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MAN'S MORTALITY. The original of the following beautiful poem is found in an Irish MS. in Trinity College, Dublin. There is reason to think that the poem was written by one of those primitive Christian bards in the reign of King Diarmid, about the year 554, und was sung or chanted at the last grand national asse’ably of kings, chieftains, und bards, ever held in the famous Halls of Tara. The translation is by the learned Dr. O'Donnovan.
Like as the damask rose you seo,
The rose withers, the blossom blasteth,
The gourd consumes, the man-he dies.
The grass withers, the tale is ended,
The swan's near death, man's life is dona
The bubble's out, the look forgot,
The water's glide, man's life is done.
Or like a race, or like a goal,
The arrow shot, the flood soon spent,
The dole soon dealt, man's life soon done.
The lightning's past, the post must go,
RESPECT THE BURDEN.-Miss MULOCK.
Great Garibaldi, through the streets one day,
Passing triumphant, while admiring throngs,
With acclamations and exultant songs,
The sorry creature, but that good man said,
Stretching a kind hand o'er the suffering head, “Respect the burden.” Then, majestic-eyed, He paused, and passed on, no one saying him nay; The heavy laden also went his way. Thou happy soul, who travelest like a king
Along the rose-strewn pathway of thy lot,
Respect the burden. Thou may'st see it or not, For one heart is to another a sealed thing, Laughter there is that hideth sobs or moans; Firm footsteps can leave blood prints on the stones Respect the burden, whatsoe'er it be;
Whether loud outcries vex the startled air,
Or in dumb agony of loss, despair Lifts her still face, so like tranquillity
Though each strained heartstring quivers, never shrinks, “Let this cup pass from me!" then stoops and drinks. Oh, heavy burden! Why 'tis borne and how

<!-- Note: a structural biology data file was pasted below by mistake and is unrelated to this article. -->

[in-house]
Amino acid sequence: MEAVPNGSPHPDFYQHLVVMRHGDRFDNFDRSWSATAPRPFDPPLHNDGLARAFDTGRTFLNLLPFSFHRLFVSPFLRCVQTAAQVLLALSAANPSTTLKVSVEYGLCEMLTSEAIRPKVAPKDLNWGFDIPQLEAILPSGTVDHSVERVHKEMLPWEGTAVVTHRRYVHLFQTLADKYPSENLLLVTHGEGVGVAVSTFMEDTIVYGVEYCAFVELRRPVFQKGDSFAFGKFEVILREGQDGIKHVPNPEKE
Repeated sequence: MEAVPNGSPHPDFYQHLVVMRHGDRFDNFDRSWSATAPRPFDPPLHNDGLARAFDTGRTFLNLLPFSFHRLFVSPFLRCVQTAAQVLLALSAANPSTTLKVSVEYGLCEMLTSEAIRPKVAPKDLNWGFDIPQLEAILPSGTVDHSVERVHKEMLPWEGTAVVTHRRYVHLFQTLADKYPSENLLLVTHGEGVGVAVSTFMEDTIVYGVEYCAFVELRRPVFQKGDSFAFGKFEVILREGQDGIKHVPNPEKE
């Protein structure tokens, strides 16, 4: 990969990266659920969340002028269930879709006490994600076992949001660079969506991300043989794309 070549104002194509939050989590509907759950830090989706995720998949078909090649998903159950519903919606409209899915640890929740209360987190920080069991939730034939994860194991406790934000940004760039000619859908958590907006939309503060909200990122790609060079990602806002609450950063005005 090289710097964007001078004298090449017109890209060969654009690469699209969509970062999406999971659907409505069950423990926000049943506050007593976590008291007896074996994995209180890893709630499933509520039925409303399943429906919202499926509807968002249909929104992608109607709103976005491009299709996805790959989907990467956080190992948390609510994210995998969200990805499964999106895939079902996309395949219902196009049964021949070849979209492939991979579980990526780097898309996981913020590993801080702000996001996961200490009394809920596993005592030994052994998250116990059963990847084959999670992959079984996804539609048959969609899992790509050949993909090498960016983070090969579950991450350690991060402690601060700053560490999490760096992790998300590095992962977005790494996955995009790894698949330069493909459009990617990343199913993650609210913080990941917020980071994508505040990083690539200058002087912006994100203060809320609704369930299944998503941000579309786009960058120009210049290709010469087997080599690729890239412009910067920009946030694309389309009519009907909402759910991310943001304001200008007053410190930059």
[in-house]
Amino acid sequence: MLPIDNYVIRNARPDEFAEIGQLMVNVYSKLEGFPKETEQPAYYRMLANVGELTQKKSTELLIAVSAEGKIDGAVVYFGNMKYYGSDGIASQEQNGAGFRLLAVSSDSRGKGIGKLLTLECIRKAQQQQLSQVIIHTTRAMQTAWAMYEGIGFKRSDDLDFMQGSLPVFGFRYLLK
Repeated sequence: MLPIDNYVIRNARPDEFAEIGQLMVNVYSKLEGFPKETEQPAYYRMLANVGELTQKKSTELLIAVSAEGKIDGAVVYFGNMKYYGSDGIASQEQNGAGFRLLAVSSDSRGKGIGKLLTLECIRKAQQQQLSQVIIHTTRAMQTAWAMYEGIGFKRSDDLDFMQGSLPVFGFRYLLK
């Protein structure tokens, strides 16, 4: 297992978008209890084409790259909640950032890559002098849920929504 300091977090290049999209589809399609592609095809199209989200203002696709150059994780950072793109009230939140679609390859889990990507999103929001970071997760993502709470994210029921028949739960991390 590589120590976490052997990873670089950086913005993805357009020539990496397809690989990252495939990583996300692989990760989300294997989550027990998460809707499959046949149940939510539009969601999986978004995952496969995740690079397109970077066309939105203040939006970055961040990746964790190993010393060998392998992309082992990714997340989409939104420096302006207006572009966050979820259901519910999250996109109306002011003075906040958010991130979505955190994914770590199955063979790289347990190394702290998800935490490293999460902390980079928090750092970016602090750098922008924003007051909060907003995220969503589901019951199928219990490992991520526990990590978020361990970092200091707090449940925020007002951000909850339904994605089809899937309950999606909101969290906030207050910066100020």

None know save those who bear; and Him whose hand
Has laid it on the shoulder and said, “Stand
THE MISSING SHIP.-John B. Gough.
It was long before the cable stretched across the ocean, when the steamers did not make such rapid runs from continent to continent, that the ship Atlantic was missing. She had been due in New York for some days, and the people began to despair. “The Atlantic has not been heard from yet!” “What news from the Atlantic on Exchange?”.
“None.” Telegraph dispatches came in from all quarters. "Any news from the Atlantic ?” And the word thrilled along the wires to the hearts of those who had no friends on board. “No."
Day after day passed, and people began to be excited when the booming of the guns told that a ship was coming up the Narrows. People went out upon the Battery and Castle Garden with their spy-glasses; but it was a British ship, the Union Jack was flying; they watched her come to her moorings and their hearts sank within them.
“Any news from the Atlantic.?”
“She sailed fifteen days before we did, and we have heard nothing from her." and the people said, “there is no use hoping against hope, she has gone, like the President. She has made her last port."